Whether you are about to try fencing for the first time, or have been fencing for a decade, when you seek competitive guidance from a competent coach, the following questions should be asked of both club and coaching staff.

Is the club a USFA member club? Don’t take their word for it, require them to provide supporting documentation.
Because most beginners start in group classes, its important to ask how large the class will be. I believe that a class to instructor ratio of 10 to 1 to be reasonable.
Is the coaching staff certified to teach fencing? Many fencing coaches are what I call feral coaches. They may or may not have formal training as coaches, and may or may not understand modern coaching theory.  All US Fencing coach certification and testing is done through the United States Fencing Coaches Association (USFCA.org). Foreign certifications can be suspect, check the document that the certification is actually in fencing.
How long has the coach been actively coaching?
How long has the coach been in the local community?
How long has the coach been with the club? If this is a short while, then how long was he with the last club? Remember you or your child are going to be working with this coach for the next few years.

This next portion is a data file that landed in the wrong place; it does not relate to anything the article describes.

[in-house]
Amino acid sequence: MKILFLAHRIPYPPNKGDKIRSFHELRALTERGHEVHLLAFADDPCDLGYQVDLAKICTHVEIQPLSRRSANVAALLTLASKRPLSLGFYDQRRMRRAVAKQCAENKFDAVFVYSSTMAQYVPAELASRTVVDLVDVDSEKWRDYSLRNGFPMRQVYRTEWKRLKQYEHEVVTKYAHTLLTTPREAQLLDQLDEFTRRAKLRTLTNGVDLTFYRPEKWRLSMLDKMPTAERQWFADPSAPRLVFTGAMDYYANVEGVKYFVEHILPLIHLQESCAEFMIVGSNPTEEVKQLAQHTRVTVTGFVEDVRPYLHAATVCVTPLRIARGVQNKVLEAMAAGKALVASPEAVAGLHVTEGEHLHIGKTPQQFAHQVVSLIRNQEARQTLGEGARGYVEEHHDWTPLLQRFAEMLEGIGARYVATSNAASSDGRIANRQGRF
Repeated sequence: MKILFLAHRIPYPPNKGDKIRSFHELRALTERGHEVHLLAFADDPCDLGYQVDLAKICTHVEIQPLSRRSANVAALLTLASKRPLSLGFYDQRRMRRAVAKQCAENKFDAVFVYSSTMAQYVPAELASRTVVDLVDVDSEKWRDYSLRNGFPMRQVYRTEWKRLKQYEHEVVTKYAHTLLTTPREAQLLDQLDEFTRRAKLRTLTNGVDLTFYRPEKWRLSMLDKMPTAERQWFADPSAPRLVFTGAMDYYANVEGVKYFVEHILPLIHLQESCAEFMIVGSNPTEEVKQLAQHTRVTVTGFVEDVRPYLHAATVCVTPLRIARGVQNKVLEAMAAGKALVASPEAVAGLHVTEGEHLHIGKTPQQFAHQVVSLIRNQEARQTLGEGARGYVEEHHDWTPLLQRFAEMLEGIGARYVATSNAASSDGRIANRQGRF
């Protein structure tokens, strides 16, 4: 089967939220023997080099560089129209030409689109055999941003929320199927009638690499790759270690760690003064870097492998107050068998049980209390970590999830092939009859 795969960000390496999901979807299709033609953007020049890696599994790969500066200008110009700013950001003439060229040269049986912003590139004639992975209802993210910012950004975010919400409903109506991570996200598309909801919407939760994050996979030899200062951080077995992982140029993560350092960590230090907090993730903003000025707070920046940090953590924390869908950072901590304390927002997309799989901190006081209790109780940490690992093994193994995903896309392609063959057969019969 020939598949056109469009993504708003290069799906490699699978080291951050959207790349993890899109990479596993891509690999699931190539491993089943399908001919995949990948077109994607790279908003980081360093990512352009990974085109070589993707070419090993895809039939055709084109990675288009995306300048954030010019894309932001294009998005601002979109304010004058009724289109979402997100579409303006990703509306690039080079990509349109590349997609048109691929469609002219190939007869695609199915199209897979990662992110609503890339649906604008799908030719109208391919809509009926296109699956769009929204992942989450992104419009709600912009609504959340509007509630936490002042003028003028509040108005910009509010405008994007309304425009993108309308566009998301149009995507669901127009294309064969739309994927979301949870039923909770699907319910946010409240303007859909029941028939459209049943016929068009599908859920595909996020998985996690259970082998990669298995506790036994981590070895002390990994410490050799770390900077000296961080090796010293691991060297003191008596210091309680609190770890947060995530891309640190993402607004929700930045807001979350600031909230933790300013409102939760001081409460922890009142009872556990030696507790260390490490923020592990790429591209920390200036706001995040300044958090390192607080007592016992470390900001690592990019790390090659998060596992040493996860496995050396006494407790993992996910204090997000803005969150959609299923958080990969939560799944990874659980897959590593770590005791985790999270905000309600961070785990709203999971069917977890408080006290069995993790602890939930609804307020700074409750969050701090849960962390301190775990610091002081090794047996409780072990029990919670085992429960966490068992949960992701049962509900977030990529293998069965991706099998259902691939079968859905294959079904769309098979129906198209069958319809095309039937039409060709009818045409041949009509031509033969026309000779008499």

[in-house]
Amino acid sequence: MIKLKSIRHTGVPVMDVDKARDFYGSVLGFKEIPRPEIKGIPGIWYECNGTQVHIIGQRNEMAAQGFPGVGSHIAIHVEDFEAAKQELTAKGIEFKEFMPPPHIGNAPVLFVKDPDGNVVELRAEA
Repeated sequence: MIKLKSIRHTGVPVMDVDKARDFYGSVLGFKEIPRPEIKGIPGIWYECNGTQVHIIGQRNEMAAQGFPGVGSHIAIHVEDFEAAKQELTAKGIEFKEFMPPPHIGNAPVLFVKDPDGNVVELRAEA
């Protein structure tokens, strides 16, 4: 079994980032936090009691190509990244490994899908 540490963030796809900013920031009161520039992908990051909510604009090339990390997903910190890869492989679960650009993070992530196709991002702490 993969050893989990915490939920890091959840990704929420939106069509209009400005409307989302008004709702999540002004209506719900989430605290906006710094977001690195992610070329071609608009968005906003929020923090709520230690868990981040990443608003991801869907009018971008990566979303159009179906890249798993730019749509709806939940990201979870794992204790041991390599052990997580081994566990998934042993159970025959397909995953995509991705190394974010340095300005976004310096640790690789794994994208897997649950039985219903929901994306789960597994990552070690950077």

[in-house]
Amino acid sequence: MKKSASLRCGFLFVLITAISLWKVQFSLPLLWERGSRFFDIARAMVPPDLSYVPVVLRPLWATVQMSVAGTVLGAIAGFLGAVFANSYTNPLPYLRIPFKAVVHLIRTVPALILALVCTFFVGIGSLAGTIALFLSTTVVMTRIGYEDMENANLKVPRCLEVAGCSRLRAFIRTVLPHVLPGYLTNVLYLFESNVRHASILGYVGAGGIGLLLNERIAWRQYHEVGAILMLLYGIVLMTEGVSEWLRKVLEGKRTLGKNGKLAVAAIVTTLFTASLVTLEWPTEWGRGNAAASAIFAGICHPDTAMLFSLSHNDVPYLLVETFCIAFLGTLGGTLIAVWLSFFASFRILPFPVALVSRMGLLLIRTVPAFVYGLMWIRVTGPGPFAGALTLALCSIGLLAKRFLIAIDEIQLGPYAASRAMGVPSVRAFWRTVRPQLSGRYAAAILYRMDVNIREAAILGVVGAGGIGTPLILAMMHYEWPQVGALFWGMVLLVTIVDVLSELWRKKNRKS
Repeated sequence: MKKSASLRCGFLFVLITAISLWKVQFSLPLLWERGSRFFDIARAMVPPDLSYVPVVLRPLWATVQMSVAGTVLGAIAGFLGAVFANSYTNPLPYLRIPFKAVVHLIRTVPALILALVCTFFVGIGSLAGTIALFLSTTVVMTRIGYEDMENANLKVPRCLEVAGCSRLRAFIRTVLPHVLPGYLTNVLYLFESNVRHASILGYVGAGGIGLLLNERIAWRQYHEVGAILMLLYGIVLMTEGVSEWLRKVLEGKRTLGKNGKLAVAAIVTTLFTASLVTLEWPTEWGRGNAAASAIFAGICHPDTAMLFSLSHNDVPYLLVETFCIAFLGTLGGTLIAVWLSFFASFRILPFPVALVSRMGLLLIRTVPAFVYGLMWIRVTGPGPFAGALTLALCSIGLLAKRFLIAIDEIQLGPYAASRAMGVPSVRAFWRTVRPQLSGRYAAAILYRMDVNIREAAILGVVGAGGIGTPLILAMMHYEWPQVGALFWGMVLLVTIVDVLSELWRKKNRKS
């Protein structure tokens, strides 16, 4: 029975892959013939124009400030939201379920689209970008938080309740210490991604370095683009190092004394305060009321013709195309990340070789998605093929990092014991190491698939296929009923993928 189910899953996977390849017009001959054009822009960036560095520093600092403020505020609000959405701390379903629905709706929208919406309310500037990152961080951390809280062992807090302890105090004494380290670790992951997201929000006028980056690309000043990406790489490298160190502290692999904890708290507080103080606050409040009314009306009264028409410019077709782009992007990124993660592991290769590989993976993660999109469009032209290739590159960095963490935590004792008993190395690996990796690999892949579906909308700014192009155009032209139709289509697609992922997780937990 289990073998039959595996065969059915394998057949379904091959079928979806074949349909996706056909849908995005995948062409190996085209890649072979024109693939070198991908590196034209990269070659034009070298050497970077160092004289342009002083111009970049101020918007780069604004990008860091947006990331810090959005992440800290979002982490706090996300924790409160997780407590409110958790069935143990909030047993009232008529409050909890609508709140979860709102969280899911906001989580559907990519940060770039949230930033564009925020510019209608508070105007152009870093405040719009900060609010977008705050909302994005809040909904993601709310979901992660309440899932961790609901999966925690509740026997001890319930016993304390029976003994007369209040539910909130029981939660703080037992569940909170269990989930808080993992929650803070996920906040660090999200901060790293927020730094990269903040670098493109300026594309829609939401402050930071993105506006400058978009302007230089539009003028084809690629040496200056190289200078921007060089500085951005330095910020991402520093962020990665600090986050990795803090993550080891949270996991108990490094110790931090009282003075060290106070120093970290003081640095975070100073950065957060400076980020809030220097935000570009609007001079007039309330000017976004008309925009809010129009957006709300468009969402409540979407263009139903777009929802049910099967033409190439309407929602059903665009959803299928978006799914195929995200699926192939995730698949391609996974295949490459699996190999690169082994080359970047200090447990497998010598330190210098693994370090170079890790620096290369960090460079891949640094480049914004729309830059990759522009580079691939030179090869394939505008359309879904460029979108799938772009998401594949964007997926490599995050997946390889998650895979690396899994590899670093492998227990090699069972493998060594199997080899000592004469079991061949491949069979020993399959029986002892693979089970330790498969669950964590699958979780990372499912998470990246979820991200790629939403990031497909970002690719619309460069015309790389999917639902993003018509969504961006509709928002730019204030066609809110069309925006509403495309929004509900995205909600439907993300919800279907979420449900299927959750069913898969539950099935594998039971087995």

Find out how many rated fencers (especially As and national point holders) the coaches have made.
Find out how many A rated fencers are currently in the club. To be competitive, you need a competitive training environment.
Interview the coaches. How good are their verbal communication skills (Many coaches have the local language as a second language, this really is an issue if the coach can not communicate well with the student)
Go to a local competition and interview the finalists. (Browse askfred.net to find the next competition) Ask who their coach is, and who they recommend for a coach.

A fencing coach is a professional and should be able to provide you with a complete resume or curriculum vitae. If coach or the club can’t provide the documentation, consider them suspect. How important is the choice of a quality coach in the beginning? It is extremely important. It is my experience that bad habits with basic actions, is a direct result of the first experience, and the first class, a fencer participates in. And the fencer can spend a life time trying to recover from this.

After reviewing all of the data, please choose your coach/club wisely.